FTC-approved start-up checks your Facebook use for your boss

We’ve all been warned that careless Facebook posting could jeopardize our employment prospects. Let’s face it, who’s going to hire you after they’ve seen that photo of you last New Year’s Eve?

Up to now, though, this sort of trawling to find out about job applicants has been a pretty hit-and-miss affair – something which is about to change.

Start-up Social Intelligence has gained the seal of approval from the Federal Trade Commission (FTC) for a service offering employers a full background check of a candidate’s online presence.

It carries out a full search of a person’s activities on Facebook, Twitter, Flickr and Craigslist, as well as any personal blogs, and delivers a report to a potential employer. And, unless the job applicant challenges their file, Social Intelligence keeps it for seven years.

And it also offers a social media monitoring service covering existing employees – with ‘near-real time’ notifications and alerts. If a friend posts pics of you dancing naked on a table, you can be confident it’ll give your boss a good laugh the next day.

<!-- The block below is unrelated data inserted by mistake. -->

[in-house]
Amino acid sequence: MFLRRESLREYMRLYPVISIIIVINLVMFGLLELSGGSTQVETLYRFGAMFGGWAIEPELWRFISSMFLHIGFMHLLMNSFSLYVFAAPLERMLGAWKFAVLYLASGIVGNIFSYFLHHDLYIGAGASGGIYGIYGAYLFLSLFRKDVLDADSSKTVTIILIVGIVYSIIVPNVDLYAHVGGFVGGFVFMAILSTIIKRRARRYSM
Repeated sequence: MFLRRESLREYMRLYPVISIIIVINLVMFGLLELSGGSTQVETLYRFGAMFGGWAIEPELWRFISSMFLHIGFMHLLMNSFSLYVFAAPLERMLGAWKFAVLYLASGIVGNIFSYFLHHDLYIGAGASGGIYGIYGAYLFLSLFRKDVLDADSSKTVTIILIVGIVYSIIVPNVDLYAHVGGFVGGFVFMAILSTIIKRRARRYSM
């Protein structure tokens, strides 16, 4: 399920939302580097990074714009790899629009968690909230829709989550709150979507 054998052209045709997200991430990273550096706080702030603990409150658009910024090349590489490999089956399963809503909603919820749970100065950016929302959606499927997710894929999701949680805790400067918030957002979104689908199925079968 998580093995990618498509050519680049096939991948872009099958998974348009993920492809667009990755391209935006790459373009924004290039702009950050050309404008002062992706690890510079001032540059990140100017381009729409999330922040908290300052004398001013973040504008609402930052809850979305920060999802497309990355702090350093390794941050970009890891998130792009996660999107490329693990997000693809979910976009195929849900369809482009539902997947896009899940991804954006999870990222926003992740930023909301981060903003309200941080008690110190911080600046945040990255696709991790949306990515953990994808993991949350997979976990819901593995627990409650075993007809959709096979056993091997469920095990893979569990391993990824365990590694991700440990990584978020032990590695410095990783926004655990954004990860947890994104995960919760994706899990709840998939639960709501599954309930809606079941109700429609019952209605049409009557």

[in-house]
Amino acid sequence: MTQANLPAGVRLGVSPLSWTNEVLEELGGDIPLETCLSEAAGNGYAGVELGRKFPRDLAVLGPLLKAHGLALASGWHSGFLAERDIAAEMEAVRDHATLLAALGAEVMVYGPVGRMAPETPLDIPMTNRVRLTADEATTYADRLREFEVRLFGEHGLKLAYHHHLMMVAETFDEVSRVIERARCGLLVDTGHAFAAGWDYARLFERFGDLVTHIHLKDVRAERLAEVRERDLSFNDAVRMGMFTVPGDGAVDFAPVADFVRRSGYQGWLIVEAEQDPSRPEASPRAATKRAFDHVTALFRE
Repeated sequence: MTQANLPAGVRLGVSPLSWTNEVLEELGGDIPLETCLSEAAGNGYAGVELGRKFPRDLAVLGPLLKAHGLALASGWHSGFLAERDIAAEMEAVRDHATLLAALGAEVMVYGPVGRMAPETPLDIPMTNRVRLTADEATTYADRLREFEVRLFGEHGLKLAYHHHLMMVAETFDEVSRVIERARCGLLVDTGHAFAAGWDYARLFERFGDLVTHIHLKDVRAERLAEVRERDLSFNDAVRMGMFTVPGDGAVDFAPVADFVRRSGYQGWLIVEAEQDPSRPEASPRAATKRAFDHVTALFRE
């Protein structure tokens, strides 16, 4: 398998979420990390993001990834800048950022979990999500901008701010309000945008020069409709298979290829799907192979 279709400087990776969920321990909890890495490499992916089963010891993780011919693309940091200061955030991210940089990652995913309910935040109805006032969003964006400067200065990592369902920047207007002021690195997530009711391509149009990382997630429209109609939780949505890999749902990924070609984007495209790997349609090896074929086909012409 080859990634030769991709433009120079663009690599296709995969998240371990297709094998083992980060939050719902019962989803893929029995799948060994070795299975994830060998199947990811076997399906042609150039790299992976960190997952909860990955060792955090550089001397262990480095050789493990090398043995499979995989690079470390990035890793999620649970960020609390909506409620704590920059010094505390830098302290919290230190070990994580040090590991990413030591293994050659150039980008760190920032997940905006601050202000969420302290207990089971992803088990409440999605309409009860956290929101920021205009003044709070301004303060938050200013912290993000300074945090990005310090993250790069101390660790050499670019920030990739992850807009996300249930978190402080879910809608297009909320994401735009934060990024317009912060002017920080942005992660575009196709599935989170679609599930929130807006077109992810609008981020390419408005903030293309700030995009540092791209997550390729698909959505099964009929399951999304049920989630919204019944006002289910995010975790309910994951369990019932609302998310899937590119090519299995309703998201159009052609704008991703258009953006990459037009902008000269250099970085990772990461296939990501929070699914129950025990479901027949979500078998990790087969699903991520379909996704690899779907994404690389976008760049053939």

Such searches are only carried out with the candidate’s permission – although one would imagine that anybody refusing would be raising a red flag by doing so.

And the company says that it only collects information that can be legitimately used in the hiring process – racist remarks, sexually explicit photos or videos or drug use, for example. And while it keeps the information, it does a new check every time it’s asked.

“We are not building a ‘database’ on individuals that will be evaluated each time they apply for a job and potentially could be used adversely even if they have cleaned up their profiles,” it says.

“It is important for job applicants to understand we are not storing their historical information to be used against them the next time they apply for a job.”

In some ways, the service could be good for applicants who are a little embarrassed about their past. Social Intelligence will only hand over information that it’s legitimate for an employer to use – so they shouldn’t, for example, get to see pictures of you looking like an idiot, unless it’s a racist or drug-taking idiot.